Understanding the Accounting Process
A Quick Introduction to Accounting
Accounting involves a lot of complexities, but understanding some basic principles can be very helpful. This article is designed to help you get a start in understanding the accounting process.
The accounting process involves all the steps that take place between a single transaction and the completion of financial statements at the end of an accounting cycle. Included in this article are lots of useful links to pictures and websites that will help you to better understand the accounting process.
The Accounting Process
The first step in the accounting process is recording journal entries and naturally this requires a transaction. It is important to understand that not every transaction will involve cash. In today's business world, nearly every service or good that is transacted is done so on some form of credit. This means that you might walk out of a store with a forty dollar piece of equipment and at that exact moment you have not yet paid a single dollar. Instead you used a credit card and you will pay for that purchase at some later point. In accounting, it is important to record transactions when they happen, regardless of when the transaction will be paid for with cash. This is known as accrual accounting.
Once the transaction occurs, a journal entry must be recorded. A journal entry should be put into a table with each entry taking up two rows. Each row will list an account affected by the transaction. In accounting, every transaction will affect two different accounts (and in cases more). If you buy supplies for your business on credit, the journal entry should record a debit to your supplies account, meaning that now you have more assets (in supplies) and a credit to your accounts payable account because you now owe money to businesses that sold you the supplies. In every journal entry one of the accounts will always be debited and one will always be credited. The image to the upper-left illustrates what a journal entry should look like.
At the end of a month, quarter, or year, you will need to prepare financial statements. By that time you should have a nice long list of journal entries. The next step is to create T-accounts or ledger accounts by taking each account and listing all the debits and credits to that account. Simplified T-accounts will look like this.
After the T-accounts are created, the information must be transferred to a trial balance. The trial balance is a simple table listing each account and the current balance of that account. Asset accounts (cash, accounts receivable, equipment, building, land, etc) almost always have a debit balance while liability and equity accounts (accounts payable, notes payable, owner's equity, etc) have credit balances. When completed, a trial balance will look like this. In a trial balance, the debit and credit side will always balance out with equal totals.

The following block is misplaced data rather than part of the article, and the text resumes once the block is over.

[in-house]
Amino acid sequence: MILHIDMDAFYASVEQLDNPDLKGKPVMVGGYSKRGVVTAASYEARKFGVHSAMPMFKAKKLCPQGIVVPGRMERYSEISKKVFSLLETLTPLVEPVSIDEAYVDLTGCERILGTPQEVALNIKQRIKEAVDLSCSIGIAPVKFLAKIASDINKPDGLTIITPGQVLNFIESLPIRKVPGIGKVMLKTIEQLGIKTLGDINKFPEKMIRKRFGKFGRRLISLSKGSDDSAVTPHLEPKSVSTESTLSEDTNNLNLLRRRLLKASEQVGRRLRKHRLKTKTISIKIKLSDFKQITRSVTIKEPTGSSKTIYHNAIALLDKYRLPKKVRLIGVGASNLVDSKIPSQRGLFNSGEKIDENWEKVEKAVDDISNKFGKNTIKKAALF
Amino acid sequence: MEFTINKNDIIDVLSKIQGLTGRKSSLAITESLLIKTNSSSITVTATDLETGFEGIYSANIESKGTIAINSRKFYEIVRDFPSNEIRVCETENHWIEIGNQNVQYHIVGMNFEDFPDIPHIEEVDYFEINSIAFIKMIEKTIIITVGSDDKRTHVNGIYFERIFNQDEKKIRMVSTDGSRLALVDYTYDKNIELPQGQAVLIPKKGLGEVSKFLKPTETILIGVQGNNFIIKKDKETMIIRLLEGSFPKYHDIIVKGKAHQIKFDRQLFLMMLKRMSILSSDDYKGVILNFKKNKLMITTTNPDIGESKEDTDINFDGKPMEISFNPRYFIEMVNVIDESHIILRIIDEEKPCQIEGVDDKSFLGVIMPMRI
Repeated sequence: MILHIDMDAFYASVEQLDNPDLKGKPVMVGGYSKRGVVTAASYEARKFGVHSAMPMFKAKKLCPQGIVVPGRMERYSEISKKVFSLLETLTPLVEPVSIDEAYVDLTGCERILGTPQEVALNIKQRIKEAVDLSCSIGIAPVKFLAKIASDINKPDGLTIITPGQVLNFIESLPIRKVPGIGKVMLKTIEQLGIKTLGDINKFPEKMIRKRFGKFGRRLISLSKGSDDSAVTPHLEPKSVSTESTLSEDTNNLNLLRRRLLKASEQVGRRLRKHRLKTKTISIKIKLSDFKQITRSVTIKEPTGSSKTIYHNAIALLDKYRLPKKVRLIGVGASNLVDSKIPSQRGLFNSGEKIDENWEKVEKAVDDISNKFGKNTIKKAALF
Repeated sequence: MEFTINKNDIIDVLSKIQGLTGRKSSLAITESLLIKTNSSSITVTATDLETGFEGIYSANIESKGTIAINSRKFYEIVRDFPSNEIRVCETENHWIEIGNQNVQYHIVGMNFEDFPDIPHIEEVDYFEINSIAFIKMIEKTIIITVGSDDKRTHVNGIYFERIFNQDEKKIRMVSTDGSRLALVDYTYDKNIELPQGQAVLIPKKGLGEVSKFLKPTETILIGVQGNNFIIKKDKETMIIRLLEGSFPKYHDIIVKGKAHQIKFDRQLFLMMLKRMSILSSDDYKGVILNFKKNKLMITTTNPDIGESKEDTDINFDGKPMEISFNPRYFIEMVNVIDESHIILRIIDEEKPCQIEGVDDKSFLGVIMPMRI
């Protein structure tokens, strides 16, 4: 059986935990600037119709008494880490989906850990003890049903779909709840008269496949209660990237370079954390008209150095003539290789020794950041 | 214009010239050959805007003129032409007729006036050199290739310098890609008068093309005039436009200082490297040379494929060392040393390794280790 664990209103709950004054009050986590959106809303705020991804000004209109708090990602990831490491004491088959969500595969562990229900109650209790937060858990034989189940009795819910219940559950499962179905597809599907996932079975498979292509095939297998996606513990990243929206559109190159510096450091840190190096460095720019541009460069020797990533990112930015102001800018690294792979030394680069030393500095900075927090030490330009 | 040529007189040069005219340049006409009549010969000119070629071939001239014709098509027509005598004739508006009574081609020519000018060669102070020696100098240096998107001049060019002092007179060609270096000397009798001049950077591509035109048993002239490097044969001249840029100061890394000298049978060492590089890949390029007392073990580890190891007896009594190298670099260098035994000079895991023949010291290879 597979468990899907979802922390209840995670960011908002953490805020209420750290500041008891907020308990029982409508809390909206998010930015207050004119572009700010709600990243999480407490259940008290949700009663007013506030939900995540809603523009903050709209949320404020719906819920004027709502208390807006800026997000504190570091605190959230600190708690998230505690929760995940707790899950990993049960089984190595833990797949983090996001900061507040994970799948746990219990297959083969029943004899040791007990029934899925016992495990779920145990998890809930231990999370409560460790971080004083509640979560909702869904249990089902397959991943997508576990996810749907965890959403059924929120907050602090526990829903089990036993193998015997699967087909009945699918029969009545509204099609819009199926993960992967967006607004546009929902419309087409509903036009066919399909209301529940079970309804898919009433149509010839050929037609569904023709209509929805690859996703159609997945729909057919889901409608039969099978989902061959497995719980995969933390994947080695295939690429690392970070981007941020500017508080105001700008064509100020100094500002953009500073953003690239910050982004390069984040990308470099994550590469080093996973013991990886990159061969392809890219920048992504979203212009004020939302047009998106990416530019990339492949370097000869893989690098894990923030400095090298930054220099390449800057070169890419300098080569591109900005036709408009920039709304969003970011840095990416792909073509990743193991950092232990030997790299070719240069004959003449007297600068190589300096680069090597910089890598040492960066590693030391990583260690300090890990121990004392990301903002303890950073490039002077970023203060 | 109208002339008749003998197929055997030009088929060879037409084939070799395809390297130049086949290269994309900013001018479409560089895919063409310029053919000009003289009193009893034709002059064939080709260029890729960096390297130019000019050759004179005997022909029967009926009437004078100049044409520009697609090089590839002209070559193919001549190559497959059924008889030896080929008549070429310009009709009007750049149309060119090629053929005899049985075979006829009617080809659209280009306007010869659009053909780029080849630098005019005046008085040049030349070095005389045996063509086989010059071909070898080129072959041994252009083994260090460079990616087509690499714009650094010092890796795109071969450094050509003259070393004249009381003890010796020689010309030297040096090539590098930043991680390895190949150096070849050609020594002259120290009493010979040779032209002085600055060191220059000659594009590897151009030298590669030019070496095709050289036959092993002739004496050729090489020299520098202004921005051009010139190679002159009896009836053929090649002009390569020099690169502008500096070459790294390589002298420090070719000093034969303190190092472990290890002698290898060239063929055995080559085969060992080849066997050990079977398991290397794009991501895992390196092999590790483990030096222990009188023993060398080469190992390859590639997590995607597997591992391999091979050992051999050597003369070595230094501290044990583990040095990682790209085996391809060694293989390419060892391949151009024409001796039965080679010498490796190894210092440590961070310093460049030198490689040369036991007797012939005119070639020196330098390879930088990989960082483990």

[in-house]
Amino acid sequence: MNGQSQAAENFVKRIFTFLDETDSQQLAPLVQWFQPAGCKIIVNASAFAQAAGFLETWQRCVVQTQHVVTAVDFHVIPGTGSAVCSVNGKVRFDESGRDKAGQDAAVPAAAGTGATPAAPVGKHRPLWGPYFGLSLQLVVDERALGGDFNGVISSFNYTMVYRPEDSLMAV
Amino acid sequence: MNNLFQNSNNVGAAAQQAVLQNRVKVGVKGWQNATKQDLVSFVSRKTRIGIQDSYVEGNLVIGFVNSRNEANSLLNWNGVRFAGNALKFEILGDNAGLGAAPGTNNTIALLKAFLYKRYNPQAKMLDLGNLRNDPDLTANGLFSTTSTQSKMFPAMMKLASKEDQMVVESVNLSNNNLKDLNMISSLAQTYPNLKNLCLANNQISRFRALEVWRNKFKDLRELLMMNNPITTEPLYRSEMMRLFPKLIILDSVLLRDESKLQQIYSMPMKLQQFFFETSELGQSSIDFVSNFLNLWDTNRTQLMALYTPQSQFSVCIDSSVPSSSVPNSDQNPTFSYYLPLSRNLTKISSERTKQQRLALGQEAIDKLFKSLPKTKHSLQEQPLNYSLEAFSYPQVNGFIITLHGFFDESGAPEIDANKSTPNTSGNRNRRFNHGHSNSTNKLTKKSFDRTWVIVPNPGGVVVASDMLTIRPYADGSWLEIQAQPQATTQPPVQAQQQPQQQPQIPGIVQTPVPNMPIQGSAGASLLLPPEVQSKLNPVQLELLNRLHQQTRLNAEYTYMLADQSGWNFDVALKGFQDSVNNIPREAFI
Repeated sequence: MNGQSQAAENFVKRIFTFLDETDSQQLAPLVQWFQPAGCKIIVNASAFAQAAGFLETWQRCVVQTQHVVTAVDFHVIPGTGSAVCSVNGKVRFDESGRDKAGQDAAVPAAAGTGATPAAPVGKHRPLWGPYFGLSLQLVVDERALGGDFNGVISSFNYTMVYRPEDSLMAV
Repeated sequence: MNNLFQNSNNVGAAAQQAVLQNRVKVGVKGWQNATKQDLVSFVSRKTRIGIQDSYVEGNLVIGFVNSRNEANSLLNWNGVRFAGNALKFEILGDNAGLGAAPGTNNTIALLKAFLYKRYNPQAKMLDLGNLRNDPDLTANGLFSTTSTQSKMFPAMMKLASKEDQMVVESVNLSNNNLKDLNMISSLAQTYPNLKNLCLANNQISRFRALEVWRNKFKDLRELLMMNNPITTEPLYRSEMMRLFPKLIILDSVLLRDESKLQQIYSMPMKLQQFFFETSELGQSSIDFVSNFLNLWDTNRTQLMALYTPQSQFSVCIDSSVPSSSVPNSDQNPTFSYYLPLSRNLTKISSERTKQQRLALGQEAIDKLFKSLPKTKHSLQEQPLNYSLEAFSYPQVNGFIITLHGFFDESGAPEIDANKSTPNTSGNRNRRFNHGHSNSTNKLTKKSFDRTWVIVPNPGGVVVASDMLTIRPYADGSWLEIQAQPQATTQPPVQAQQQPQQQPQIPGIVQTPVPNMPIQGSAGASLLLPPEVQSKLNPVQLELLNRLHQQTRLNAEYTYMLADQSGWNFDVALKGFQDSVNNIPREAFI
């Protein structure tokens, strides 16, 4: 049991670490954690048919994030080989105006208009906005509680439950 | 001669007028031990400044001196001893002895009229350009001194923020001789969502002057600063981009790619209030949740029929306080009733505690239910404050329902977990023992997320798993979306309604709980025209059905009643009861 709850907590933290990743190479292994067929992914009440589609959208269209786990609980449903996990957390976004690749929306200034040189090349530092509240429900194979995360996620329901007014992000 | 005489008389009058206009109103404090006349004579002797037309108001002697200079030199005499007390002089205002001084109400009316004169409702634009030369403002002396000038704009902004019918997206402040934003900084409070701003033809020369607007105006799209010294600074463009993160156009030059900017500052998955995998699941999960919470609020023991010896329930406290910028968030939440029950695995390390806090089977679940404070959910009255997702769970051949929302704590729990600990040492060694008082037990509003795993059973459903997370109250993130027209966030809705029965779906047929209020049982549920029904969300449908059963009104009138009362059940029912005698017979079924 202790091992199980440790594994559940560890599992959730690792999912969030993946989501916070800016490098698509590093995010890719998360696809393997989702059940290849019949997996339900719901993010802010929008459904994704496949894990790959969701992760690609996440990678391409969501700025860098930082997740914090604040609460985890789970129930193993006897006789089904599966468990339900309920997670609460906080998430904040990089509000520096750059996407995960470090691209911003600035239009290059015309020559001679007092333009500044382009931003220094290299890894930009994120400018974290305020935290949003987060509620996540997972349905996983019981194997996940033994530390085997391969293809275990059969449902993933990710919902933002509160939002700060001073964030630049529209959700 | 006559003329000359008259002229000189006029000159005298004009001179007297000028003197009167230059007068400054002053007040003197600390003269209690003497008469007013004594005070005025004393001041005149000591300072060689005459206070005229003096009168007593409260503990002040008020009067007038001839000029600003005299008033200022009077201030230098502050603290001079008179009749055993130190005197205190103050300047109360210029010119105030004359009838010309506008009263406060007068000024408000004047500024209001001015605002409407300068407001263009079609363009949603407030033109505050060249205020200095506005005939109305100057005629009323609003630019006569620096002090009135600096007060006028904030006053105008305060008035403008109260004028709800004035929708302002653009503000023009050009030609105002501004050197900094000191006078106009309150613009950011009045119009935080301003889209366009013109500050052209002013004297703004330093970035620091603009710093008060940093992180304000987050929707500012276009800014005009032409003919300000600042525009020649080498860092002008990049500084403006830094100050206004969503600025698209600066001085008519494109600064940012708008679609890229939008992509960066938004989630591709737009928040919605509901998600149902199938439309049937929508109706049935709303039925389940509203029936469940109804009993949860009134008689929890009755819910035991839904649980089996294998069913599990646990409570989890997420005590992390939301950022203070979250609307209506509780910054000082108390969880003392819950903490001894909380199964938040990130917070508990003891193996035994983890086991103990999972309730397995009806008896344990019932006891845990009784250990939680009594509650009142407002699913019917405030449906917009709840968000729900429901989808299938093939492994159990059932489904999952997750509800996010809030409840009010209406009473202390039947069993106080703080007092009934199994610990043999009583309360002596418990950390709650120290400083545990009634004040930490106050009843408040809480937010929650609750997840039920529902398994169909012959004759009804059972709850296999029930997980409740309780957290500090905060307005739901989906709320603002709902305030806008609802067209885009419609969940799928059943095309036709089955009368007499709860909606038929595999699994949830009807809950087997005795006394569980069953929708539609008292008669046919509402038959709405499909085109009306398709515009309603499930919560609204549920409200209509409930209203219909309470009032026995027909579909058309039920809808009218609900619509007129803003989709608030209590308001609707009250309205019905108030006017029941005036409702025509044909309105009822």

Often, a trial balance will need to be adjusted, which means things like depreciation, prepaid expenses, and accrued expenses are accounted for in the proper accounting period.
Using the trial balance, financial statements are prepared. The first statement is the income statement. It will list the service revenue (money that is brought in from services provided or products sold) followed by all the expenses incurred during that financial period. Using the total from the income statement which is found by subtracting expenses from revenue, the owner's equity statement is prepared. Finally, the balance sheet is completed by listing all the assets, liabilities, and owner's equity. Assets will always equal the liabilities and equity, which is why this statement is called a balance sheet. These statements should be completed in the order mentioned above because information needed for the equity statement and balance sheet come from the previous statement. All of this may sound very complicated, but viewing samples of each of these should help you to understand what types of accounts are recorded in each statement. Click on the links below to view.
Income statement, owner's equity statement, balance sheet.
The accounting process is completed when all accounts are closed and "reset" for the new financial cycle. This involves working with a work sheet that condenses all the financial statements onto one table. All accounts must then be emptied out into the capital account, which is the only account which rolls-over from year to year.There is no doubt that accounting can be very difficult and complex. Hopefully this article has helped you to grow in your knowledge of the subject. Most likely, you will still have a few questions, but using the links and other external information you can continue to expand your knowledge. As with anything, know that accounting, especially at a business level, has both legal and ethical ramifications. Be sure to consult a certified public accountant if you have any concerns.
Here are a few more links to helpful websites:
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